Americans want a smaller role in global affairs than the stage-hogging part we command today. Nearly half say the U.S. should be less active minding the world’s business, and only 19 percent say more so, a new Wall Street Journal/NBC News poll suggests.
Who can blame them? Our roads are shabby, the rail system Third World. We’re told America can’t afford the social niceties that nations we defend take for granted.
Though a return to an earlier isolationism would be dangerous, today’s hyperactivity is the other extreme. America is a big, powerful place and must do more than lesser nations. We must also bear in mind, however, that others are quite happy to have us spend our blood, treasure and prestige fixing their problems.
Following are four irritating examples:
• Ukraine. There’s been much complaint over the Obama administration’s reluctance to economically punish Russian aggression in Ukraine without the European Union’s full participation.
It happens that Ukraine is in Europe, and the current tragedy stems from Ukrainians’ efforts to seek closer ties with Western Europe. If Europeans, so dependent on Russian energy supplies, face more risks in enacting such sanctions, well, that is a factor Europe must deal with. Of course, our European allies would prefer that the United States take the blows. Why wouldn’t they?
In Washington, meanwhile, Bob Corker, the ranking Republican on the Senate Foreign Relations Committee, is demanding that Obama respond to Russian behavior with something more muscular than “a slap on the wrist.” What, exactly, does the good senator have in mind?
• South Korea and Japan. Both South Korea and Japan feel threatened by an assertive China and crazy North Korea. But the leaders of South Korea and Japan reportedly can’t stand each other for historical reasons.
Somehow it’s become America’s job to get these allies to like each other enough to cooperate. If they don’t care enough to confront serious common threats, why must we press them?
This is our problem to the extent that should push come to shove, all will expect the United States to come to the rescue. Such thinking leaves leaders the luxury of nursing their old resentments.
• Afghanistan. U.S. troops have helped protect Afghanistan from a descent into bloody chaos. Nonetheless, a hostile President Hamid Karzai has refused to sign a bilateral security agreement with the United States to continue their presence. It’s as if he was doing us a big favor letting us in.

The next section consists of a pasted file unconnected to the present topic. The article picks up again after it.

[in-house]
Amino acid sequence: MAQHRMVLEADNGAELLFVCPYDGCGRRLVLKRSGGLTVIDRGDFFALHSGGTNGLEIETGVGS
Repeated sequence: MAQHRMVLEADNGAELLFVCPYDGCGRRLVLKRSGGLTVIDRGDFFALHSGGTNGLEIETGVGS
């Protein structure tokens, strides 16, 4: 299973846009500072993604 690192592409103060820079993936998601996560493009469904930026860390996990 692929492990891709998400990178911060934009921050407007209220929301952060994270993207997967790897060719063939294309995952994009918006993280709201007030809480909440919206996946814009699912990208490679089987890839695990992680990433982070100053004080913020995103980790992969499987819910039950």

The “good news” is that two leading candidates in Afghanistan’s presidential elections are breaking with Karzai. They want to keep Americans there.
By the way, weren’t we training Afghans to take over their own security?
• Israel/Palestine. Ah, the PEACE PROCESS. We read of “frantic diplomacy” by Secretary of State John Kerry to get the two sides moving. Of course, it failed. It always fails.
Both Israelis and Palestinians have much to gain from settling their differences. And as the United States becomes independent of Mideast oil, its stakes in the game are going down.
Many were amazed at the spectacle of the administration offering to free Jonathan Pollard, the American now serving a life sentence for spying for Israel. The administration figured letting Pollard go might encourage Israeli Prime Minister Benjamin Netanyahu to follow through on his promise to release Palestinian prisoners.
One, the enormous sums we send to Israel should be incentive enough. Two, Pollard is our prisoner, not Israel’s.
That America would be making concessions to get warring parties to act, again in their own interests, shows how cracked our need to solve everyone’s problems has become.
Somewhere between taking on no burdens and taking on all burdens lies a balance of national interests and concern for humanity. Let’s find it.
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